Morocco Argan oil and its impact on the economy

Morocco argan oil

The argan tree is endemic to Morocco. For centuries it has been used to feed people and animals, while serving, unnoticed by local communities, to slow the advance of the Sahara desert in the south-western region of Morocco, where it covers more than 800,000 hectares. In recent years, there has been a growing interest in Morocco argan oil, which is highly prized by the cosmetic and gastronomic industry in North America and Europe. Luxury cosmetics industries and the world’s most famous restaurants use it as an ingredient, leading to an unprecedented commercial development, which has had an inevitable impact on the tree and the local population.

Only protectionist measures in the interests of sustainable development are succeeding in curbing the overexploitation that has come to seriously threaten the tree, while at the same time ensuring that the almost three million people involved in its cultivation and exploitation, almost all of them from rural areas, can benefit from the interest it arouses.

Women’s cooperatives

During the 1990s, coinciding with the growing interest of the cosmetics industry, the first cooperatives of women producers of argan oil began to be created, allowing them to promote their commercialization and, at the same time, increase their income, thus guaranteeing better access to education and health care for their families. At the same time, Moroccan industrialists have set up small factories equipped with extraction machines in Casablanca and Marrakech, providing work for the local population.

Given that Morocco is the almost exclusive producer of this oil, the argan tree contributes to reducing poverty in Moroccan society, as it constitutes a source of income for families in the rural villages where it is cultivated and, in general, becomes a development opportunity for the local population. Indeed, the production of this oil has become a boost to the country’s economic development indices.

Preserving trees

The tonnes of Morocco argan oil exported has increased tenfold in the last decade, while production for local souks has increased. This has led to the development of policies aimed at preserving the tree, as two-thirds of the country’s existing trees are expected to disappear in 50 years.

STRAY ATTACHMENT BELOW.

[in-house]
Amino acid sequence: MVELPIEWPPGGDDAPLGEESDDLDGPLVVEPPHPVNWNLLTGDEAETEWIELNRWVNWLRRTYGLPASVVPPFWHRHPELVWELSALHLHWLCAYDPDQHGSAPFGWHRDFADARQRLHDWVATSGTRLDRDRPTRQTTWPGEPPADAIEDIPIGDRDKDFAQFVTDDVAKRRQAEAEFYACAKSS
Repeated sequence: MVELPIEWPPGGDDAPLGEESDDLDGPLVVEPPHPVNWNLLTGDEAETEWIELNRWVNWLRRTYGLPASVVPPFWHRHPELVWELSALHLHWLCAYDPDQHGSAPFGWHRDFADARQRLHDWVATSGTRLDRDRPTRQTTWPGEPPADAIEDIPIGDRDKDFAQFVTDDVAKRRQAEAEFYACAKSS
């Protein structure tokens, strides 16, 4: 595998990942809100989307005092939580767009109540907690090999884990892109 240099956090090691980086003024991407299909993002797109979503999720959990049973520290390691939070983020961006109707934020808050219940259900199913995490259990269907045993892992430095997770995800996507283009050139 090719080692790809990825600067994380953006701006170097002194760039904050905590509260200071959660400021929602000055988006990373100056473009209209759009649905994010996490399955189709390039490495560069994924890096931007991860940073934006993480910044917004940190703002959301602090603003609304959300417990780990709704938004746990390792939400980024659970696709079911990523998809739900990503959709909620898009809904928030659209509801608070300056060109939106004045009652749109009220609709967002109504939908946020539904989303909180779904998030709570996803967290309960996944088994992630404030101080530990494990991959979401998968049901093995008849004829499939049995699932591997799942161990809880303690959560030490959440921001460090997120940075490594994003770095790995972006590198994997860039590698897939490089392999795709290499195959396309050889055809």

Through information campaigns, it is being achieved that the thinning technique, which causes significant damage to the tree, is reduced and that all the fruit is not harvested at the same time, so that the reproduction cycle, which could endanger the regeneration of the tree, is not cut off.

Investment has also been made in controlling poaching, although it is still practiced by the most disadvantaged families with the aim of obtaining income from selling it to intermediaries, and the fraudulent sale of uncertified and therefore adulterated argan oil.

Preventive measures

Three measures have made it possible to maintain the Moroccan argan industry without rapid degradation. On the one hand, the fact that this Moroccan area was declared a Biosphere Reserve by UNESCO in 1998. Just one year later, the Moroccan government applied to the EU to protect argan oil as a geographical indication.

In 2009 this application was approved, making this oil the first European agricultural product to obtain this protection, which means that it can maintain its exclusivity, that farmers have the possibility of better promoting their products, and that consumers know that they are obtaining an authentic Moroccan product of the highest quality. In addition, the UN has recently proclaimed 10 May as International Argan Day, at Morocco’s request, which helps to maintain its international recognition.

The creation of the National Agency for the Development of the Oasis and Argan Zones (AN-DZOA) has also contributed to harmonious action to ensure local development. The objective is to preserve the nearly 20 million trees in the short term so that the Moroccan argan industry can be maintained in the long term, especially as the southwest of Morocco is seriously threatened by desertification. Only by controlling exploitation so that production capacity is not exceeded can sustainable economic growth be achieved and the quality of life of the Berber people who make their living from the argan tree be improved.

The formula for success

Combining the most modern technology with the traditional knowledge of the argan tree, which has been with the people in rural areas for centuries, is resulting in an improvement in the economic situation of the local populations.

Local women are interested in working in the cooperatives, as they see an increase in their income compared to what they used to earn when they cultivated the argan tree privately. The growing interest of the cosmetics and food industry in this oil represents an opportunity for economic and social freedom unthinkable a few years ago for women in rural areas, who in turn are increasingly aware of the need to use sustainable production techniques.

Beyond environmental awareness, the local population does not forget that this tree not only provides them with a better quality of life but also protects them from desertification, constituting the best protection against the increasingly palpable consequences of global warming.

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